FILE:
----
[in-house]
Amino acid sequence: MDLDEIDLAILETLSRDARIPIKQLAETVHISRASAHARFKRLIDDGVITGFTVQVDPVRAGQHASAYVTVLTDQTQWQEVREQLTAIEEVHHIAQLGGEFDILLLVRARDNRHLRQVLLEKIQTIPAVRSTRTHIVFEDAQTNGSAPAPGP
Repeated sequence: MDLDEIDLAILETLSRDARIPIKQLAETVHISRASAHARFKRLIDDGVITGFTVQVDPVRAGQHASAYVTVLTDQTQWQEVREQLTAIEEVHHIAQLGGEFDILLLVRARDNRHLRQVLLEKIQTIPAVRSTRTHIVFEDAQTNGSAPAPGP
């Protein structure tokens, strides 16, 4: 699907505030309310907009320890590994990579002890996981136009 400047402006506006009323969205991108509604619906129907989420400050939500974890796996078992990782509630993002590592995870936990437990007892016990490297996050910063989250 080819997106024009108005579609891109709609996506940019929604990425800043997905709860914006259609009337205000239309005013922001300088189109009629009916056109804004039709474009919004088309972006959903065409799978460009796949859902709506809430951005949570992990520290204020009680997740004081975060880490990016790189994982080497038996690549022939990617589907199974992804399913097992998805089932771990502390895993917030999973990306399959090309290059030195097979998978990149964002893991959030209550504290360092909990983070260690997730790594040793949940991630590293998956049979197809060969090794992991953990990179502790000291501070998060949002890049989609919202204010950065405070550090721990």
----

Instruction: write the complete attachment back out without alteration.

[in-house]
Amino acid sequence: MDLDEIDLAILETLSRDARIPIKQLAETVHISRASAHARFKRLIDDGVITGFTVQVDPVRAGQHASAYVTVLTDQTQWQEVREQLTAIEEVHHIAQLGGEFDILLLVRARDNRHLRQVLLEKIQTIPAVRSTRTHIVFEDAQTNGSAPAPGP
Repeated sequence: MDLDEIDLAILETLSRDARIPIKQLAETVHISRASAHARFKRLIDDGVITGFTVQVDPVRAGQHASAYVTVLTDQTQWQEVREQLTAIEEVHHIAQLGGEFDILLLVRARDNRHLRQVLLEKIQTIPAVRSTRTHIVFEDAQTNGSAPAPGP
């Protein structure tokens, strides 16, 4: 699907505030309310907009320890590994990579002890996981136009 400047402006506006009323969205991108509604619906129907989420400050939500974890796996078992990782509630993002590592995870936990437990007892016990490297996050910063989250 080819997106024009108005579609891109709609996506940019929604990425800043997905709860914006259609009337205000239309005013922001300088189109009629009916056109804004039709474009919004088309972006959903065409799978460009796949859902709506809430951005949570992990520290204020009680997740004081975060880490990016790189994982080497038996690549022939990617589907199974992804399913097992998805089932771990502390895993917030999973990306399959090309290059030195097979998978990149964002893991959030209550504290360092909990983070260690997730790594040793949940991630590293998956049979197809060969090794992991953990990179502790000291501070998060949002890049989609919202204010950065405070550090721990």